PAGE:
Klaus Mann

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Klaus Mann | Public domain | 15438

Klaus Heinrich Thomas Mann was born on 18 November 1906 and died on 21 May 1949 in Cannes of an overdose of sleeping tablets. Born in Munich, Klaus Mann was the son of German writer Thomas Mann. He began writing short stories in 1924 and the following year became drama critic for a Berlin newspaper. His first book appeared in 1925.

In 1932 Klaus wrote the first part of his autobiography, which got him in trouble with the Nazis. Apolitical cabaret, the Pepper-Mill, in 1933, also came to the attention of the Nazi regime. To escape prosecution he fled to Paris, then Amsterdam and Switzerland, where his family had a house. In November 1934 he was stripped of German citizenship and became a Czechoslovak citizen.

Mann’s most famous novel, Mephisto, was written in 1936 and first published in Amsterdam. His novel Der Vulkan is one of the 20th century’s most famous novels about German exiles during World War II.

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Thomas Quinn Curtiss | Public domain | 15439

Not long after he moved to the US where in 1937, he met his partner Thomas Quinn Curtiss, who was later a film and theater reviewer for Variety and the International Herald Tribune. Mann became a US citizen in 1943.

During World War II, he served as a Staff Sergeant of the 5th US Army in Italy (picture) and in summer 1945 he was sent by the Stars and Stripes to report from postwar Germany.

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German gay literature’s use of suicide to make political points

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A still image from the 1919 German film Anders als die Andern (Different from the Others) depicting a concert violinist who killed himself because of adverse publicity about his homosexual orientation | 15436

Historian Samuel Clowes Huneke has discovered that gay suicide is a historical phenomenon, with a distinct and varied past. Huneke is the first scholar in the field of modern German history to examine the relationship between suicide and gay identity. He is also the first to historicize gay suicide and trace the ways in which it pervades the late 19th and early 20th centuries.

“A striking trend of gay suicide evolved in German culture in the late 19th and early 20th centuries,” he said. Through a close examination of German suicide notes, letters, diaries, medical records, gay literary magazines and novels, Huneke has identified clear connections between the suicide trope and the development of gay identity in modern Germany.

“In the late 1860s, just at the moment when the earliest texts on homosexuality began to appear, German doctors, activists, and writers also began to discuss and depict gay suicide with increasing frequency.” This phenomenon of linking homosexuality with suicide sparked the beginning of what he sees as a trend in poetry, plays and novels in which suicide is a recurring theme. This group “pointed to a handful of gay suicides in order to claim that there was an epidemic of gay men killing themselves because of anti-sodomy laws and fear of exposure.”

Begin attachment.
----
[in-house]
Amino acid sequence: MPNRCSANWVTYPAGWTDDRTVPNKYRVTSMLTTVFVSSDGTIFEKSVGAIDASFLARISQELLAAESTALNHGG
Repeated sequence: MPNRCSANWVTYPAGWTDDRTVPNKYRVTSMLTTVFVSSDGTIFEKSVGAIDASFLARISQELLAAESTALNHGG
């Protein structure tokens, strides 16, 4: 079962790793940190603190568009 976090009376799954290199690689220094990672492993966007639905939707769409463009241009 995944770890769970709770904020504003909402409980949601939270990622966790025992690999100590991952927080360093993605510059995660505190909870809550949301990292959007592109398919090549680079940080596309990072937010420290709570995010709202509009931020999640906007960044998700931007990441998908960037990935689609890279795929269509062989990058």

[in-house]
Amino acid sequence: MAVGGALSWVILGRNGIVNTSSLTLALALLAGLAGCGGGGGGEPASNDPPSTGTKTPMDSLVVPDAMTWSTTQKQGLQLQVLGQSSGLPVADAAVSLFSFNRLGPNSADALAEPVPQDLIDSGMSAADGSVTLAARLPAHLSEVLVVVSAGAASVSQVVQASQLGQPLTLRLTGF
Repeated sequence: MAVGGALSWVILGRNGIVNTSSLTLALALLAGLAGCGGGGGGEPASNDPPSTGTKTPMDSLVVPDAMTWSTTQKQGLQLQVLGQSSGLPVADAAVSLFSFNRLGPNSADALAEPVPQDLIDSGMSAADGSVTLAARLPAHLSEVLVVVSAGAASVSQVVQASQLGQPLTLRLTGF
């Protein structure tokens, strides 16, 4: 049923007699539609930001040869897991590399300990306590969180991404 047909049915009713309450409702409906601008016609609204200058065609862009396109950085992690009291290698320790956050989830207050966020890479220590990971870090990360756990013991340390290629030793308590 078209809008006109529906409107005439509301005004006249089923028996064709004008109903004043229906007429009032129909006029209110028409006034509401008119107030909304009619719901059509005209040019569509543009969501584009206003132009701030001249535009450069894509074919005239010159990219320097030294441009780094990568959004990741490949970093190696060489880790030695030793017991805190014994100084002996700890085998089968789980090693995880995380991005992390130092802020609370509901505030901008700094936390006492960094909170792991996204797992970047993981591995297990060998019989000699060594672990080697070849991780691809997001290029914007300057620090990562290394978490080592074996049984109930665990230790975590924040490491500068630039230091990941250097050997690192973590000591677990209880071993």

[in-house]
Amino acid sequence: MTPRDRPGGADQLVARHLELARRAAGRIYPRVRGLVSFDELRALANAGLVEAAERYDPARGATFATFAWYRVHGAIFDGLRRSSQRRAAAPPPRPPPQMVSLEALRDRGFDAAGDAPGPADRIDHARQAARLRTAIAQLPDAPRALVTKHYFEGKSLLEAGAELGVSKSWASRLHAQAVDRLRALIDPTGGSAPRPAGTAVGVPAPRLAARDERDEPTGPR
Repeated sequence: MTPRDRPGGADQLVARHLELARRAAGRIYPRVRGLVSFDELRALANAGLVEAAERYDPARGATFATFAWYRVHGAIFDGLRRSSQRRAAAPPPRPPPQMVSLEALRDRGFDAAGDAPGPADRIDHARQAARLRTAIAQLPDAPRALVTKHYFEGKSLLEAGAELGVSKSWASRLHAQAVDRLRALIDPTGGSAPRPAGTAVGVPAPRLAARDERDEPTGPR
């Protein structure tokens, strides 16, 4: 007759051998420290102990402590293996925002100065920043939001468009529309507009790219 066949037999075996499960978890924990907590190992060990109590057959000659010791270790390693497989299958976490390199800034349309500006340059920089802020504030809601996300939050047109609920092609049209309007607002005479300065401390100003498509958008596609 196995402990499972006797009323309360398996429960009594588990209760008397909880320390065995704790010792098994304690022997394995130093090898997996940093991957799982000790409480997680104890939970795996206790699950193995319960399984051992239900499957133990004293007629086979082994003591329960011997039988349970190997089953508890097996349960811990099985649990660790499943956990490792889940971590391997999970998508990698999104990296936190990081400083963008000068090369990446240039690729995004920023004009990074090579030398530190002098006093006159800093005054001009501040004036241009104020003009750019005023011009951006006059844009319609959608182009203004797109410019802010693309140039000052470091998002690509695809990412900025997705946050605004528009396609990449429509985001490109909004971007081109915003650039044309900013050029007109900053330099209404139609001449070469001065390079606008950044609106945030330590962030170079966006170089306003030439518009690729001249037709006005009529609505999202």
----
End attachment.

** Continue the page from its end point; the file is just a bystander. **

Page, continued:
Klaus Mann, the first prominent German gay novelist in Western history, was the son of writer Thomas Mann. Klaus Mann published in the 1920s, and his work treated homosexuality openly. The suicide of gay characters recurs in most of Mann’s books. In his novel Treffpunkt im Unendlichen (Meeting-Point at Infinity, 1932), the unrequited love of a gay man for a heterosexual man leads the gay character to take his own life. Mann chose to make the suicide appear romantic and gentle: The gay man committed suicide in the straight man’s bed, in what Mann describes as a wedding-night scene. “It’s seen as a romantic fulfillment of life … instead of depicting something like suicide as a brutal, tragic act, it is depicted as a grand capstone to a miserable life. As if the best thing this character has done with his life is to kill himself.”

Klaus Mann himself committed suicide in a hotel in Cannes, in 1949.

http://phys.org/news/2015-11-historian-uncovers-historical-insidious-gay.html

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Paul Broussard

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The murder of Paul Broussard took place in Houston, Texas in 1991.

A gang of 10 teens and young men were arrested in the beating and stabbing death of Paul Broussard, whose killing galvanized the local gay community and prompted protests.

Jon Buice and the others, from the Houston suburb of The Woodlands, drove into the city on July 4, 1991, looking for homosexuals to harass.

They spotted Broussard, 27, and two friends walking not far from a gay nightspot. The ten got into a fight with the three.Broussard’s friends escaped.

Buice, then 17, stabbed the man to death. He pleaded guilty to murder and was sentenced to 45 years in prison. Four of the others arrested in the death were also sent to prison while the other five received probation.

Buice has now been granted parole, although has not at the time of writing been released. Buice’s parole bid has been championed by Houston gay-rights advocate Ray Hill, who had called public attention to Broussard’s death and helped send Buice to prison. Hill has previously said Buice is no longer a danger to society.

http://www.cbsnews.com/news/parole-granted-for-man-convicted-in-1991-slaying-of-gay-texas-man/

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